When Love Leaves it Too Late
This week I went on a visit to euthanase a much loved family pet. The scene was idillic, if such a word can be used. My patient was lying on the father’s lap. His daughter, for whom the dog had been bought as a puppy, was there with her two young children. The motherly matriarch comforted them all as their beloved pet, now 18 years old, slipped away without pain or fuss; falling asleep on her master’s lap as she had done hundreds of times before.
If I have a choice in the way I die, this is how I would chose; peacefully, gently and surrounded by my family. However, I hope when I do go, I am not as sick, or have suffered as much, as this little doggy did.
Although she was clearly, hugely, loved, this poor old lady had been in a great deal of pain and distress before she died and this could have been prevented. I didn’t need to examine her closely. It was clear to me, as an unattached professional, simply from stroking her tiny, exhausted, body.
She was indeed lying quietly but this was because she was collapsed, not because she was peaceful. She was so weak and dehydrated, that even if she had wanted to move, she probably was only able to raise her head. Her eyes were closed but she was not asleep, the lids were thick with mucous and showed signs of chronic, painful infections. She didn’t smell but this was only because her family were regularly bathing her; she had lost control of her bowels and bladder several days previously.
So why had her owners left her so long before deciding to let her go?
The answer is because they loved her too much. They hadn’t realised how she was struggling and couldn’t bear to say goodbye.
Despite what I found at this house, I cannot blame this family. They had sought veterinary care in the preceding weeks but felt the treatment she had ‘didn’t help’ and, as they thought she ‘wasn’t suffering’ let it lapse. What they and many others don’t realise, is that our pets are very good at hiding signs of illness. Especially dogs, who, even when in extreme suffering, are desperate to please us. Their tail may wag, they may lift their head, they may have a mouthful of the fresh chicken cooked especially for them; but this does not mean they are not struggling. Devoted owners become blind, seeing these tiny flickers as evidence their pets are still happy and they genuinely don’t understand how much they are suffering.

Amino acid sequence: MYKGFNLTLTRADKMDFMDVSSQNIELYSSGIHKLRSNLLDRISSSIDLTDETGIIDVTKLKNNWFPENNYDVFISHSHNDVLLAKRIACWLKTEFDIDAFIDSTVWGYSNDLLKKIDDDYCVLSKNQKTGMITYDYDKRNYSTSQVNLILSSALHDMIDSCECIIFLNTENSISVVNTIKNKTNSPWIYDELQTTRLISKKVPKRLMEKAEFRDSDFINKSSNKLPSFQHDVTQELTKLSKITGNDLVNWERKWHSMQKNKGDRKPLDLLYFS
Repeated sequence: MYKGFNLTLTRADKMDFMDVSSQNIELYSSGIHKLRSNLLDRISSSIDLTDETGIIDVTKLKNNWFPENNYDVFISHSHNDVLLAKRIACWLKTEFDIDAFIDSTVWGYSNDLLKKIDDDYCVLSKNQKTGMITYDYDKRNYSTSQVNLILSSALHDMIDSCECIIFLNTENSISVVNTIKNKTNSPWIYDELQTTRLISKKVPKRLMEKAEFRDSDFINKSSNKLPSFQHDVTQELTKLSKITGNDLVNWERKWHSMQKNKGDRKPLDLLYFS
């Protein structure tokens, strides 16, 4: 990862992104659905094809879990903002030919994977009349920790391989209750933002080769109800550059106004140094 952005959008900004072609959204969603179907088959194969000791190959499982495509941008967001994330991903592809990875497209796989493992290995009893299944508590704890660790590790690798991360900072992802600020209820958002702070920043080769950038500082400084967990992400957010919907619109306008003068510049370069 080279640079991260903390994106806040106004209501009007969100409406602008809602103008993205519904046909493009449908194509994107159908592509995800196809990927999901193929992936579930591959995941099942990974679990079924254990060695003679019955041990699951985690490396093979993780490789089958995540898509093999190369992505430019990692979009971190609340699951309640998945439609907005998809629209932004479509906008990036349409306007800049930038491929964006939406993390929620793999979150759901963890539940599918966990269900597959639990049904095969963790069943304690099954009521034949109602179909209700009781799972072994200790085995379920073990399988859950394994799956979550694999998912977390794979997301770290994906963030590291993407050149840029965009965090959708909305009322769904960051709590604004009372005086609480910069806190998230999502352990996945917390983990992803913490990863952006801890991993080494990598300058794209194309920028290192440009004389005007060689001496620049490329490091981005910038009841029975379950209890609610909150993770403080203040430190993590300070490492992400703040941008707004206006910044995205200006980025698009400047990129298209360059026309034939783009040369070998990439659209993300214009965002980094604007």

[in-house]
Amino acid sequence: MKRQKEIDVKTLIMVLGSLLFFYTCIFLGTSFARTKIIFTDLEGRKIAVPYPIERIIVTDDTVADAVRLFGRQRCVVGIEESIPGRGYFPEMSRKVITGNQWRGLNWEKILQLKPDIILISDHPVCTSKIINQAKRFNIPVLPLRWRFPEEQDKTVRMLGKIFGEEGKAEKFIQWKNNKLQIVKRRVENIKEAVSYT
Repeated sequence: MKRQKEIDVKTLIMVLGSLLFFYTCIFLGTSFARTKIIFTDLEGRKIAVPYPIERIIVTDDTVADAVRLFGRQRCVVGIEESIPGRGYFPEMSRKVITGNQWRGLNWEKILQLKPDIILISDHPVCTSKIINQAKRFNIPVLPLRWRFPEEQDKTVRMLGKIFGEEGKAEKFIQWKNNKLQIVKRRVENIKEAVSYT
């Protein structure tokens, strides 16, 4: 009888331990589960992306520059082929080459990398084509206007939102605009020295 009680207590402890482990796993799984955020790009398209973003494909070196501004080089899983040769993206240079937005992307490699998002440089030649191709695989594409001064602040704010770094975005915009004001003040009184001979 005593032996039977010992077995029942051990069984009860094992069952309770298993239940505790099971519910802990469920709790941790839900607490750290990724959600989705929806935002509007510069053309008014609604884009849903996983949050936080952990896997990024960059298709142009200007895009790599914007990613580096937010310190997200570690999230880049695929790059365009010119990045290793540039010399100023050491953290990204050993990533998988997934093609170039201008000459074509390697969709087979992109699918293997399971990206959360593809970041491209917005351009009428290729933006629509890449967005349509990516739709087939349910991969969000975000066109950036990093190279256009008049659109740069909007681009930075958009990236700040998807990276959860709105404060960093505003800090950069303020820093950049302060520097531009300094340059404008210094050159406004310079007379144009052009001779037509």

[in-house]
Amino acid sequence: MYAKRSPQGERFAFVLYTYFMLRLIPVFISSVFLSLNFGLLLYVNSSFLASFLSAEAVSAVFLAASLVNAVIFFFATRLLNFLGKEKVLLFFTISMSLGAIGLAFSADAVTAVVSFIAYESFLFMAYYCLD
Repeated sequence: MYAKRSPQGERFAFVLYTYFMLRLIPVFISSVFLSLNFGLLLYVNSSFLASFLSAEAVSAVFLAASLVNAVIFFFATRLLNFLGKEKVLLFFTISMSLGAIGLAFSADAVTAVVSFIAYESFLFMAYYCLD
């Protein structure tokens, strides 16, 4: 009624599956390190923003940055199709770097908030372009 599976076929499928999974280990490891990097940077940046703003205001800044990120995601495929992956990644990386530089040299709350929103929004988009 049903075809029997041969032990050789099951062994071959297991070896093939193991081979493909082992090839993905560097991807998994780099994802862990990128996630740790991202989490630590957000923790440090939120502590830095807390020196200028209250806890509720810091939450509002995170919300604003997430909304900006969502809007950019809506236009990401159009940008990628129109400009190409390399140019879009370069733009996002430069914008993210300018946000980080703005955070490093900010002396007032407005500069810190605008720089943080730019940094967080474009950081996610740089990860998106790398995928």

These dogs are not uncared for, quite the opposite. I have seen owners carry pets unable to walk themselves out into the garden for their toilet or some sunshine, wash them when they lose control, dribble water drop by drop into their mouths and hand feed them tiny morsels of their favourite foods. These are all acts of a deep, abiding love, but all that is achieved is a prolonging of the pain.
Eventually there comes the point, as it did for this dog that day, when they give up. They can’t pretend or hide anymore and it becomes clear the end has arrived. This is when dedicated, adoring owners call on me to perform the final act, not realising that actually, it should have been carried out days, or even weeks, before.
It is very, very hard to say goodbye to a beloved pet and the, thankfully few, I see in these states are not uncared for, they are cared for too much. Euthanasia is one of the greatest gifts of veterinary medicine and the final, and purest, act of love for your pet.
It is easy to leave them too long and it can be difficult to ask for help but, please, your vet is always there to speak to. If we can ease suffering, make them comfortable, give a few days, or longer, of a pain-free life we will but we are also the voice for those who cannot speak and, sometimes, we are the only ones who can hear them saying “Let me go”.